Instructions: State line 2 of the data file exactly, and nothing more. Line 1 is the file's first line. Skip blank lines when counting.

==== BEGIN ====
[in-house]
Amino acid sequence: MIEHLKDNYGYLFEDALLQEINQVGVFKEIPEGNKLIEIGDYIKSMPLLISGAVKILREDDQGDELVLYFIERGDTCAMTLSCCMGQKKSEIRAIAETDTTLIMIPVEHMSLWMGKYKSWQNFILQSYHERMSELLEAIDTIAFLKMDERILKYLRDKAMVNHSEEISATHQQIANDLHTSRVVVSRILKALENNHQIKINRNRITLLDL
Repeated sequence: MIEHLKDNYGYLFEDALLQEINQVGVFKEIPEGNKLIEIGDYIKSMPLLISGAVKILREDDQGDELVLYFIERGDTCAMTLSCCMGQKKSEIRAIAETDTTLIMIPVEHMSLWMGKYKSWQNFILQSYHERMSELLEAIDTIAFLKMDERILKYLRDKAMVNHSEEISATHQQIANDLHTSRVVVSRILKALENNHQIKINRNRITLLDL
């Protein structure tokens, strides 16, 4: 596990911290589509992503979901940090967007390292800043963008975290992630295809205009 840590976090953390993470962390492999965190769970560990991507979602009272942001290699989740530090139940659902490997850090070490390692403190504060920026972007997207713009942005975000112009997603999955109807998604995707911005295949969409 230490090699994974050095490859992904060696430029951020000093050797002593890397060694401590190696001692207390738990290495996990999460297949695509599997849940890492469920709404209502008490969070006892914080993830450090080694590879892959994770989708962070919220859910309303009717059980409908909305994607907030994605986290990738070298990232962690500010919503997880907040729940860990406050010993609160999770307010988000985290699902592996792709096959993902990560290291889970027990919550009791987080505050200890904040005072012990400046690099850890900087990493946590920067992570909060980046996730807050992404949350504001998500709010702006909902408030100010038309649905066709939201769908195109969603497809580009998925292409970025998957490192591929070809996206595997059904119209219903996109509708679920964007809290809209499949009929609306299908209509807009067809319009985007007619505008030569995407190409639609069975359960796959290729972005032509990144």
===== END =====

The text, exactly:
Amino acid sequence: MIEHLKDNYGYLFEDALLQEINQVGVFKEIPEGNKLIEIGDYIKSMPLLISGAVKILREDDQGDELVLYFIERGDTCAMTLSCCMGQKKSEIRAIAETDTTLIMIPVEHMSLWMGKYKSWQNFILQSYHERMSELLEAIDTIAFLKMDERILKYLRDKAMVNHSEEISATHQQIANDLHTSRVVVSRILKALENNHQIKINRNRITLLDL